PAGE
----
The Story of the Greeks

Page: 96

As Heraclides was taken by surprise at this move, and greatly feared the wrath of Dionysius, he now wrote to Dion, begging him to come back and save those who had upheld him.

The appeal was not made in vain. Dion generously forgave the treachery of Heraclides, and, marching into the city once more, drove Nypsius back into the citadel, where this general died.

The people of Syracuse were ashamed of having so suddenly turned against Dion after their first warm welcome to him, and they now fell at his feet, begging his pardon, which he freely granted to them all.

In spite of this kindness, which they had not deserved, Heraclides and many others went on plotting secretly against Dion, until his friends, weary of such double dealing, put Heraclides to death.

Dion was sorry for this, reproved his friends for committing such a crime, and said that he knew the Syracusans would in time lay the murder at his door, and try to punish him for it.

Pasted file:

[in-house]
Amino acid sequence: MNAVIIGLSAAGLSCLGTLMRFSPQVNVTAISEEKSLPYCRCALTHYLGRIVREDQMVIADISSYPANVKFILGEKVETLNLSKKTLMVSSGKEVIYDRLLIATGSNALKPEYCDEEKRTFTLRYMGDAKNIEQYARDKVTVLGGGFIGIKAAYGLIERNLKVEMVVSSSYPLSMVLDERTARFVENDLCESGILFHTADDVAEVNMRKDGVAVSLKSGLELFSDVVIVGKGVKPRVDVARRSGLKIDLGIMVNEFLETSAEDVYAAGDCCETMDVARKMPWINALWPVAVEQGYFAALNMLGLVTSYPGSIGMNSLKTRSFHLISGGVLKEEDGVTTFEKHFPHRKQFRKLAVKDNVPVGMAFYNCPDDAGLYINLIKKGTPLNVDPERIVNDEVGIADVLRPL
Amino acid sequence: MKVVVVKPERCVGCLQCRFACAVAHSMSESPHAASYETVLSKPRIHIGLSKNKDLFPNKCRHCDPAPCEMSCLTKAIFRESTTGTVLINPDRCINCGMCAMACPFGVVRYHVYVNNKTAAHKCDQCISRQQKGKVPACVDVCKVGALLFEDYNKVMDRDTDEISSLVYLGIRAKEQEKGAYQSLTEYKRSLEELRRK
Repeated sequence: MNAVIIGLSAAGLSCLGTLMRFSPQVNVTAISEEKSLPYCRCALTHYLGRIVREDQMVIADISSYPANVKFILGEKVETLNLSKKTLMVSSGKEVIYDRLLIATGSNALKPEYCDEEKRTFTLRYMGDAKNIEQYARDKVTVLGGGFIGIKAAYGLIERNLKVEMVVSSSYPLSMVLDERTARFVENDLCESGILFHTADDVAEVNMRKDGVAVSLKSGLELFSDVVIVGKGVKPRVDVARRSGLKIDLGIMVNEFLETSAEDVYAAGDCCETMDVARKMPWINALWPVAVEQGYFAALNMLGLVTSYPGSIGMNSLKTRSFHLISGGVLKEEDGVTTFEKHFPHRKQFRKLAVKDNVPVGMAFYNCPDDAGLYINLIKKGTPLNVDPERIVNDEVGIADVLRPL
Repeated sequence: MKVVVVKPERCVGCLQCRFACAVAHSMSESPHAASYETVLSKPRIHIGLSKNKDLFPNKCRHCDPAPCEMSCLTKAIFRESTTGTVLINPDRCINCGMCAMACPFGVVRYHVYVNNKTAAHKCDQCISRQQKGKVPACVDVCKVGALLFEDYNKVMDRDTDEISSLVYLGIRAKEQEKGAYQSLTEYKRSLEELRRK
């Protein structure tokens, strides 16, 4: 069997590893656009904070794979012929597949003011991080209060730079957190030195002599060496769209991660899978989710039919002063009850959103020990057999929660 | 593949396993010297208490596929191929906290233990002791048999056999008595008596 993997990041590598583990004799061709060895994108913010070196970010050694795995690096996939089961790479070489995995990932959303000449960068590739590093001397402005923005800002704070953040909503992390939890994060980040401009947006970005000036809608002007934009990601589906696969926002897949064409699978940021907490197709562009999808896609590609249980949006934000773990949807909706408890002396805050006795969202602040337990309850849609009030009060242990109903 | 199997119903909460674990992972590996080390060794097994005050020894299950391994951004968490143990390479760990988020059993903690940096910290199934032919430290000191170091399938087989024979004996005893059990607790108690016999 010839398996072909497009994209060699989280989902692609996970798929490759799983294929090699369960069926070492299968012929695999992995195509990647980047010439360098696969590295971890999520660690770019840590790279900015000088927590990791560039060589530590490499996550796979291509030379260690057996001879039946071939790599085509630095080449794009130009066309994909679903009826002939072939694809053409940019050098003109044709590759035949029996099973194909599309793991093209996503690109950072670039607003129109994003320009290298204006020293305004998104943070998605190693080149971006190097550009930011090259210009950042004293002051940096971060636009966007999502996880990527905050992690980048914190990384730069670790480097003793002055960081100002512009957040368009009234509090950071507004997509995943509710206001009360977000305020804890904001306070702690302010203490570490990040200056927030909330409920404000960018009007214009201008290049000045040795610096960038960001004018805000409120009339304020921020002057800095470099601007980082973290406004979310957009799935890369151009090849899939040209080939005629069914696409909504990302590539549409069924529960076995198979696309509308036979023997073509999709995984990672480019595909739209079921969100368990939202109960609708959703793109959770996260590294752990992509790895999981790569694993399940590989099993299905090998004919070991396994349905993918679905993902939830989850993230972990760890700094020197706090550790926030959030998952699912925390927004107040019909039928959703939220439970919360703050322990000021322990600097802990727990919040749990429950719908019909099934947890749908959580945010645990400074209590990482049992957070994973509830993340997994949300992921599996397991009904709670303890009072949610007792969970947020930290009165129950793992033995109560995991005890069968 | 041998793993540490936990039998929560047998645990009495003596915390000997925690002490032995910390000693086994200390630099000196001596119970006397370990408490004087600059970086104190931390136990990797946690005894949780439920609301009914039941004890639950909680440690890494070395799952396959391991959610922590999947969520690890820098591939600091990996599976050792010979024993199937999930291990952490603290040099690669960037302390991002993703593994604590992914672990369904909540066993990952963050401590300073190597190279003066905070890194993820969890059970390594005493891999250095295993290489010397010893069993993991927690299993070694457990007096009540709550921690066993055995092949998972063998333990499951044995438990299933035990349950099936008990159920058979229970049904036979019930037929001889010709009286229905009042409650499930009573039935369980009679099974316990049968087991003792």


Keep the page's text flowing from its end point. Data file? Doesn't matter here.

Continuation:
He was right in thinking thus, for the friends of Heraclides soon began plotting against him; and, entering hisThe people all hooted. The people all hooted.

As Dionysius was a cross and unkind teacher, the children would neither love nor obey him; and whenever he passed down the street, clad in a rough mantle instead of a jewel-covered robe, the people all hooted, and made great fun of him.[Pg 217]


In the days when Thebes was the strongest city in Greece, and when Epaminondas was the leader in his native country, he received in his house a young Mac-e-do´-ni-an prince called Philip. This young man had been sent to Greece as a hostage, and was brought up under the eye of Epaminondas. The Theban hero got the best teachers for Philip, who was thus trained with great care, and became not only quite learned, but also brave and strong.

Mac´e-don, Philip's country, was north of Greece, and its rulers spoke Greek and were of Greek descent; but, as the people of Macedon were not of the same race, the Greeks did not like them, and never allowed them to send any one to the Amphictyonic Council.

Two years after the battle of Mantinea, when Philip was eighteen years old, he suddenly learned that the king, his brother, was dead, and had left an infant to take his place. Philip knew that a child could not govern: so he escaped from Thebes, where he was not very closely watched, and made his way to Macedon.